Friday, March 29, 2013


Sometimes, I hear it in the afternoon, when I’m standing in the kitchen and the house is quiet. A deep rumbling in the distance and maybe a long, low whistle. I hear it more clearly when I’m working in the yard or laying by the pool. It enters my consciousness so gradually that I’m not really sure how long I’ve been hearing it.

And then it’s there.

If there’s any noise around me, a lawn mower, or traffic, or if I’m distracted, I don’t notice it at all.

A train track runs about a mile from my home in Chapel Hill. It was built around the time of the Civil War and, in fact, its construction was delayed by the war.

Most mornings, my wife and I drive to neighboring Carrboro for breakfast at Weaver Street Market or Open Eye, Caffé Driade’s sister coffee shop, and we cross the tracks just a few yards before the entrance to The Weave’s parking lot. 

Occasionally, we have to wait while an engine barely crosses the road and then backs up, disappearing in the same direction it came from until the gate lifts slowly back away from the street, as if it's only real purpose was to disrupt traffic for a few minutes while looking for all the world like a 200-ton prairie dog momentarily sticking its head out of its burrow.

For a few weeks last year, the crossing was under construction to make driving across the tracks less bumpy. It tied up traffic at the busiest spot in Carrboro.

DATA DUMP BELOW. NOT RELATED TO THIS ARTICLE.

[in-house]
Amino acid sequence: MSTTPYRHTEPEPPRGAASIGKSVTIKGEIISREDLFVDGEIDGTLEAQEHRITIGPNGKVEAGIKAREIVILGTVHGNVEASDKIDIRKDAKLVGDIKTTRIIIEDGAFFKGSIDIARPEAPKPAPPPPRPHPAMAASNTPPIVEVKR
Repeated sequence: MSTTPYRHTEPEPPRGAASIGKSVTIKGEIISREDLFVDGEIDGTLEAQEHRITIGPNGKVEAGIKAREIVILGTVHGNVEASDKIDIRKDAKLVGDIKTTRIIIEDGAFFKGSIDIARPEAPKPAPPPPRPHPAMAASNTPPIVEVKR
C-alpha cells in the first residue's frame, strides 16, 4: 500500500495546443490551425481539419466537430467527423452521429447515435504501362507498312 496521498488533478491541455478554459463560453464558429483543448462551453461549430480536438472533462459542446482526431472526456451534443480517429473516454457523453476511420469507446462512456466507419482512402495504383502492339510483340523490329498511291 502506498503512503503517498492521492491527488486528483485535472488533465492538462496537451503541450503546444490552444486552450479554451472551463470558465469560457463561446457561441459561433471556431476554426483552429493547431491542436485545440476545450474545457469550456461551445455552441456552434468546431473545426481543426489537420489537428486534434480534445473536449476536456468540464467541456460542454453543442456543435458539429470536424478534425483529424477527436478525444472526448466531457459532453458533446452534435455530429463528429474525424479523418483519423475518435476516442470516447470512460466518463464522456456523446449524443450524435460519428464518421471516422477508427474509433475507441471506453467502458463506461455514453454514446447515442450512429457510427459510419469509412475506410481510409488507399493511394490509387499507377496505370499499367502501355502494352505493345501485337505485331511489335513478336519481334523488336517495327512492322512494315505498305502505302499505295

From The Weave, the spur continues on another half mile to UNC’s power plant so trains can deliver product there. The Libba Cotton Bikeway was built alongside this portion of the track bed so students can bike safely from Carrboro to the UNC campus.

“Libba” was the nickname of blues and folk musiciansinger, and songwriter, Elizabeth Cotten. Elizabeth was born in Chapel Hill, North Carolina on January 5, 1893. She died June 29, 1987.

Local restaurateur, Bill Smith walks along this railroad track spur in the heat of Carolina summers to pick blackberries for Crook’s Corner. If you’ve ever picked blackberries, you know that picking enough to serve in a busy restaurant is quite an accomplishment. Heck, picking enough for one blackberry cobbler is a challenge.

When I drive the “back way” to Carrboro from Chapel Hill along Estes Drive, I cross the railroad at a point where it vanishes in a straight line in both directions. I love to look down the track as I cross, through the woods at the converging rails. On rare occasions, I see a solitary person walking slowly along the track bed. I envy them and imagine that one day I will take that walk.

In February of 1861, the North Carolina legislature created a corporate charter for the University Railroad Company to establish a rail connection from Chapel Hill to some unspecified point on the North Carolina Railroad. The State University Railroad began service in 1882, more than 130 years ago. It is currently part of Norfolk Southern Corporation.